Australia: US Citizens Living In Australia – US Tax Filing Obligations

On July 4, 2015, The Sydney Morning Herald ran an article entitled "Why Australia is now home to the sixth largest American population in the world." The article discusses the dramatic increase in US citizens who have recently chosen to make Australia their home. According to the article, and the Australian Bureau of Statistics, the number of US citizens living in Australia has increased to 90,000 from 60,000 from 2001 to 2011. Economist Lyman Stone has published even more statistical information on the American diaspora in Australia.

Regardless of the reasons US citizens immigrate to Australia, they all share one thing in common: the requirement to file US tax returns. The unfortunate news is that US tax law is agonizingly complex, and the worse news is that this complexity increases exponentially when applied to an individual who is subject to both US and Australian tax law.

For US citizens in Australia, the tax and filing obligations continue throughout the individual's life and even upon death. The only way to end the tax liability and filing obligations is to renounce US citizenship, which comes with its own set of filings and traps for the unwary. Renouncing US citizenship will be the subject of a subsequent article (however, you may click here for additional articles on the topic).

In this article, I identify many of the US tax forms that are typically required to be filed by US citizens living in Australia. There are a lot of them, they are complex, and penalties for non-compliance are shockingly high, but there are administrative programs through which an individual can get caught up with the tax filings and avoid penalties.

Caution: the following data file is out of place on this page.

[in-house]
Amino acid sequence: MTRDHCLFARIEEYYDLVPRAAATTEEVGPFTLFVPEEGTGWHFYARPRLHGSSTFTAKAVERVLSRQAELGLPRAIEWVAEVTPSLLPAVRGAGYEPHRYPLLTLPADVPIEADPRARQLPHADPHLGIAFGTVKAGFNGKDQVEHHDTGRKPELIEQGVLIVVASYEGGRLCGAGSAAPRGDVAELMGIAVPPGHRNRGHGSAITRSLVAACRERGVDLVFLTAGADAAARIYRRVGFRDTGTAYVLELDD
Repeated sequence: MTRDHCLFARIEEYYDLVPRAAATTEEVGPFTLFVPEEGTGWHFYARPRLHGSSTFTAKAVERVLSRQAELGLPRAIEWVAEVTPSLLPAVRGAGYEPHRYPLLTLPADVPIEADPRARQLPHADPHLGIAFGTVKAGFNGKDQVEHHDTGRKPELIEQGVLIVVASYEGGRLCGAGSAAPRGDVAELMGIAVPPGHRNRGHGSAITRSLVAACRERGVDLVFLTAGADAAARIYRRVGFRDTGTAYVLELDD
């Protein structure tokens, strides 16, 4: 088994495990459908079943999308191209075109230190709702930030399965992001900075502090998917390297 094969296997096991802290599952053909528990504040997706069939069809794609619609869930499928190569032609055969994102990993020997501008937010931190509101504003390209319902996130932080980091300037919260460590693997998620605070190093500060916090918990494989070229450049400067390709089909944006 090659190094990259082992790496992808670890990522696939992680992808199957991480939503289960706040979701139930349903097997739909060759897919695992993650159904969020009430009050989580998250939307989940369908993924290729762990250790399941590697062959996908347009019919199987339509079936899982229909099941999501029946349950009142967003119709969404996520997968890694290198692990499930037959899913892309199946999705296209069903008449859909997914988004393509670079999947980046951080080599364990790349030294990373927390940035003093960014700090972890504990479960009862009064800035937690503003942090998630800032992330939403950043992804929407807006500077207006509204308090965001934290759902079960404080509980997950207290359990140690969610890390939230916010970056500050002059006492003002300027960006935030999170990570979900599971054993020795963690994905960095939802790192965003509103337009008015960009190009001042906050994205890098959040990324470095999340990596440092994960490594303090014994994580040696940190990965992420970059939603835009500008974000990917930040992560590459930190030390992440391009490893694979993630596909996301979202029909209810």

National Taxpayer Advocate Report

The unenviable predicament faced by US citizens living in Australia (and elsewhere abroad) has not gone unnoticed in Washington D.C. The National Taxpayer Advocate 2011 Annual Report to Congress was very critical of the current compliance burden of US citizens residing abroad. In its introduction to this issue, the report states:

The complexity of international tax law, combined with the administrative burden placed on these taxpayers, creates an environment where taxpayers who are trying their best to comply simply cannot. For some, this means paying more US tax than is legally required, while others may be subject to steep civil and criminal penalties. For some U.S taxpayers abroad, the tax requirements are so confusing and the compliance burden so great that they give up their US citizenship.1

The report continues to address more specific areas that are particularly challenging for these taxpayers:

  • The overwhelming complexity of international law;
  • The complexity and administrative detail of often duplicative international reporting requirements;
  • Steep penalties that may be disproportionate to tax liability;
  • The IRS's focus on international tax enforcement without adequate coordination or a corresponding increase in service; and